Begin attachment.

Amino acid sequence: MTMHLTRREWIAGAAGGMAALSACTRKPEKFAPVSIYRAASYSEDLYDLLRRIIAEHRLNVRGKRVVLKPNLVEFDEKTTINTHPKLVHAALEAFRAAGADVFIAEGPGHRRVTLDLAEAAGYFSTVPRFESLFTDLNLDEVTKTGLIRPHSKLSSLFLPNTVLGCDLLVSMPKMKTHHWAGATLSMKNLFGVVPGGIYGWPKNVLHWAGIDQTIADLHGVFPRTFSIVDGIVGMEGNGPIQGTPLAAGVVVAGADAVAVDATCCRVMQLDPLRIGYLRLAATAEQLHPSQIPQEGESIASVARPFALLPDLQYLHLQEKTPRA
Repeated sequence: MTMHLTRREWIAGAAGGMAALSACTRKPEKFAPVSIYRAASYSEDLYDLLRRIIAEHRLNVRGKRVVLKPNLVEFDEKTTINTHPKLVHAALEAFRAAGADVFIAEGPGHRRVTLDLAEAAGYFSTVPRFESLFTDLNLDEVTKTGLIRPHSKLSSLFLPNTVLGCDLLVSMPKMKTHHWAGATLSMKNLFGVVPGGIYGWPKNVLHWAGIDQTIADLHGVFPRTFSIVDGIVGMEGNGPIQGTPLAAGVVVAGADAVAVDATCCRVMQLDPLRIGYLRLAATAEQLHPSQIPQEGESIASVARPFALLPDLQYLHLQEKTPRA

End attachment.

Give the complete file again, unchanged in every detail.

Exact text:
Amino acid sequence: MTMHLTRREWIAGAAGGMAALSACTRKPEKFAPVSIYRAASYSEDLYDLLRRIIAEHRLNVRGKRVVLKPNLVEFDEKTTINTHPKLVHAALEAFRAAGADVFIAEGPGHRRVTLDLAEAAGYFSTVPRFESLFTDLNLDEVTKTGLIRPHSKLSSLFLPNTVLGCDLLVSMPKMKTHHWAGATLSMKNLFGVVPGGIYGWPKNVLHWAGIDQTIADLHGVFPRTFSIVDGIVGMEGNGPIQGTPLAAGVVVAGADAVAVDATCCRVMQLDPLRIGYLRLAATAEQLHPSQIPQEGESIASVARPFALLPDLQYLHLQEKTPRA
Repeated sequence: MTMHLTRREWIAGAAGGMAALSACTRKPEKFAPVSIYRAASYSEDLYDLLRRIIAEHRLNVRGKRVVLKPNLVEFDEKTTINTHPKLVHAALEAFRAAGADVFIAEGPGHRRVTLDLAEAAGYFSTVPRFESLFTDLNLDEVTKTGLIRPHSKLSSLFLPNTVLGCDLLVSMPKMKTHHWAGATLSMKNLFGVVPGGIYGWPKNVLHWAGIDQTIADLHGVFPRTFSIVDGIVGMEGNGPIQGTPLAAGVVVAGADAVAVDATCCRVMQLDPLRIGYLRLAATAEQLHPSQIPQEGESIASVARPFALLPDLQYLHLQEKTPRA